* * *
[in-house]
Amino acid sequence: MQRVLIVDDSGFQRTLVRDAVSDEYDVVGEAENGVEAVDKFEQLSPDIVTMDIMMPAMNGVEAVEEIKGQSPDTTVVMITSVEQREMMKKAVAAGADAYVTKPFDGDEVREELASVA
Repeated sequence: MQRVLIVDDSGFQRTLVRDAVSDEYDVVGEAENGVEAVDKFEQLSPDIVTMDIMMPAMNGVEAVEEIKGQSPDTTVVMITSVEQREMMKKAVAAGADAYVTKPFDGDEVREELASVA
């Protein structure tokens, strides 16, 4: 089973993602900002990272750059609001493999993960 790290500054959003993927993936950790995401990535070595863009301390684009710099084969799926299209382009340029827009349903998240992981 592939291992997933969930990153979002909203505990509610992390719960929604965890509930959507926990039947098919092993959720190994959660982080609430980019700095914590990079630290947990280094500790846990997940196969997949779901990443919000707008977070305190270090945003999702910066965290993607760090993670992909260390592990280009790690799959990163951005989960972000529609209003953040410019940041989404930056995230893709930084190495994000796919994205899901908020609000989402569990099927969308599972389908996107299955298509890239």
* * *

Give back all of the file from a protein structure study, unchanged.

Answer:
[in-house]
Amino acid sequence: MQRVLIVDDSGFQRTLVRDAVSDEYDVVGEAENGVEAVDKFEQLSPDIVTMDIMMPAMNGVEAVEEIKGQSPDTTVVMITSVEQREMMKKAVAAGADAYVTKPFDGDEVREELASVA
Repeated sequence: MQRVLIVDDSGFQRTLVRDAVSDEYDVVGEAENGVEAVDKFEQLSPDIVTMDIMMPAMNGVEAVEEIKGQSPDTTVVMITSVEQREMMKKAVAAGADAYVTKPFDGDEVREELASVA
């Protein structure tokens, strides 16, 4: 089973993602900002990272750059609001493999993960 790290500054959003993927993936950790995401990535070595863009301390684009710099084969799926299209382009340029827009349903998240992981 592939291992997933969930990153979002909203505990509610992390719960929604965890509930959507926990039947098919092993959720190994959660982080609430980019700095914590990079630290947990280094500790846990997940196969997949779901990443919000707008977070305190270090945003999702910066965290993607760090993670992909260390592990280009790690799959990163951005989960972000529609209003953040410019940041989404930056995230893709930084190495994000796919994205899901908020609000989402569990099927969308599972389908996107299955298509890239």